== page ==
Monday, June 17Royal Holloway's offical student publication, est. 1986

Review: HBO’s Westworld

Imagine a show set in the near future in a high-tech, ultra-realistic, Wild West themed amusement park populated by artificial beings known simply as ‘hosts’, and visited by guests referred to as ‘the newcomers’ who are free to do as they please. That show is Westworld, HBO’s attempt at filling the hole that will be left when the astronomically successful Game of Thrones finally draws to a close. So, can Westworld succeed in meeting such high expectations?

Produced by sci-fi heavyweight JJ Abrams and starring household names such as Anthony Hopkins, the odds look good for Westworld to become HBO’s next big hit. Based on the 1973 film of the same name, directed by Michael Crichton (screenwriter of probably the best known film about a fictional theme park; Jurassic Park), Westworld is certainly enthralling, often chilling, and sometimes downright insane. Coupled with the jarring juxtaposition between the theme park mimicking a bygone age, and the futuristic ‘behind-the-scenes’ headquarters from which the park is controlled, this bizarre concoction makes for highly watchable television. That is if you enjoy all the hallmarks of a HBO classic; debauched scenes of violence and sex, all topped off with an action set piece that’s almost straight out of an Old Western film from decades gone by (though, granted, with much better special effects).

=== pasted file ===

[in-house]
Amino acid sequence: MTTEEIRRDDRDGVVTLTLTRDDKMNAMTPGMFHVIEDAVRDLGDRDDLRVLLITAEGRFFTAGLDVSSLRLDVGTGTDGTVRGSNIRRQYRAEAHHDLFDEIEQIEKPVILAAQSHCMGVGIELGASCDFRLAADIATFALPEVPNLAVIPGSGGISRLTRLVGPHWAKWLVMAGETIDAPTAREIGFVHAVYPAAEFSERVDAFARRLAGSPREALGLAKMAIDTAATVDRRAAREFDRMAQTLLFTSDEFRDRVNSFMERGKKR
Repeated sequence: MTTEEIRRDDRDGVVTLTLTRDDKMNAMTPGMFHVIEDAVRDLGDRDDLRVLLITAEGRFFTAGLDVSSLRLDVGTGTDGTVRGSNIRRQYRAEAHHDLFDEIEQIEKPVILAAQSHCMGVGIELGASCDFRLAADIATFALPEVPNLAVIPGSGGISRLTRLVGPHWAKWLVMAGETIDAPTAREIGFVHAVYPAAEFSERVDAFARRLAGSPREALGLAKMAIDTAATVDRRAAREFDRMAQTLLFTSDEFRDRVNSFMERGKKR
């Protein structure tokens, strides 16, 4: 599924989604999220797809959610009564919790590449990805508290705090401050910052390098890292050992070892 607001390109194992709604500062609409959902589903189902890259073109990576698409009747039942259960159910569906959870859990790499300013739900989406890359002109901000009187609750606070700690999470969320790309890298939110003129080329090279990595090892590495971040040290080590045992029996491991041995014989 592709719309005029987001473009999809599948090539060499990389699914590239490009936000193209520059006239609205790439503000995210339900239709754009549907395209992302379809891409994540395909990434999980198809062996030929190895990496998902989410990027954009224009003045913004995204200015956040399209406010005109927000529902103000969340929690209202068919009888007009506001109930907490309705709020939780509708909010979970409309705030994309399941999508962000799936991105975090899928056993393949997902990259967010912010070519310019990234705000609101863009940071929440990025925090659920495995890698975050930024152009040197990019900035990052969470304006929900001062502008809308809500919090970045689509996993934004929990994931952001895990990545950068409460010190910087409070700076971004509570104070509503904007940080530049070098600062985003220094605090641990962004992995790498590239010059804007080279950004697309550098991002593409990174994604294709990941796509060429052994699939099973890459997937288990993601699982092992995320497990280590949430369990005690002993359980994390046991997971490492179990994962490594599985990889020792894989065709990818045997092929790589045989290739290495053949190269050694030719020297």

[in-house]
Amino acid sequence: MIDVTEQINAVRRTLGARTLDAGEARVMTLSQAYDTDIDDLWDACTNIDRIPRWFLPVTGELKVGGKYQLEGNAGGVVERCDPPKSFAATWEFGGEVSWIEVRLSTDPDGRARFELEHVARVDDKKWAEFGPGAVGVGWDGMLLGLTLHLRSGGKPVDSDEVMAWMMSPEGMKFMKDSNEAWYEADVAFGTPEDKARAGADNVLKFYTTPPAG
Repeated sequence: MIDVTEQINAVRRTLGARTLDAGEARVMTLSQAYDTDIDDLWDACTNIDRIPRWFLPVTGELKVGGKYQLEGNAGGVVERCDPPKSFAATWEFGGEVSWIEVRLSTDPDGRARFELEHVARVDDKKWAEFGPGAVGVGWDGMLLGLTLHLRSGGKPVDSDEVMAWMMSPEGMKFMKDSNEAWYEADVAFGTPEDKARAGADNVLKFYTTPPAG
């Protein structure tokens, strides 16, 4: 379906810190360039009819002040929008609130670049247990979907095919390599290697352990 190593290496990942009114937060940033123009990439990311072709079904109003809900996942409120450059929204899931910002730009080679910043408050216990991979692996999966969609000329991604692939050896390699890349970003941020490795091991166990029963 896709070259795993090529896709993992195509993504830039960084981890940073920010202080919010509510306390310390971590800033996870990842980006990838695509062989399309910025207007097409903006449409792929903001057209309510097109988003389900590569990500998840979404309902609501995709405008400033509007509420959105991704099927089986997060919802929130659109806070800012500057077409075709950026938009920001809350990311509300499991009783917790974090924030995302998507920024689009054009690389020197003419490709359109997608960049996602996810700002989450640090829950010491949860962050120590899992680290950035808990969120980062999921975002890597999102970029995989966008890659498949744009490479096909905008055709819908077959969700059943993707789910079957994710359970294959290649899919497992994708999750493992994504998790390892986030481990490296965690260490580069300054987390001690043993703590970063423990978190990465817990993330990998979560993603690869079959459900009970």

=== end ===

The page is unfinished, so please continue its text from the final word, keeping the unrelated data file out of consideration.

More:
Much of the outdoor scenes are filmed against the stunning backdrop of the infamous Monument Valley in Arizona, providing the perfect setting for this amusement park filled with “unlimited possibilities” for guests “looking for a place to be free”, safe from the ‘hosts’ who are programmed against any aggression towards living things. The whole show is completed with a beautiful score from Ramin Djawadi (who may be familiar as the composer for Game of Thrones) which is as anachronistic as the show itself.

Posing rather philosophical questions such as; “what separates man from machine?” and “what constitutes true consciousness?” Westworld almost acts as a very elaborate form of the Turing Test – a test to establish whether a machine’s intelligence is distinguishable from that of a human. Distinguishing the robots as nonhuman is something we as the audience might find difficult to do. We sympathise with the gruelling narrative loop the artificial ‘hosts’ are placed in, subject to the pleasure-seeking guests and their limitless whims. The standout performances are those of Ed Harris as the aptly and ominously named ‘Man in Black’, an elusive guest who seems to have an ulterior motive for visiting the park, and Evan Rachel Wood as Dolores, a ‘host’ modelled as a fresh faced Western girl.

It might be easier to dismiss Westworld as the Western counterpart to Game of Thrones’ Medieval dramatics, and while there are definite similarities that can be drawn between the two, judging from the pilot alone, Westworld doesn’t struggle to stand on its own two feet. The eerie ending only leaves us finishing the first episode with ten times more questions than we started with.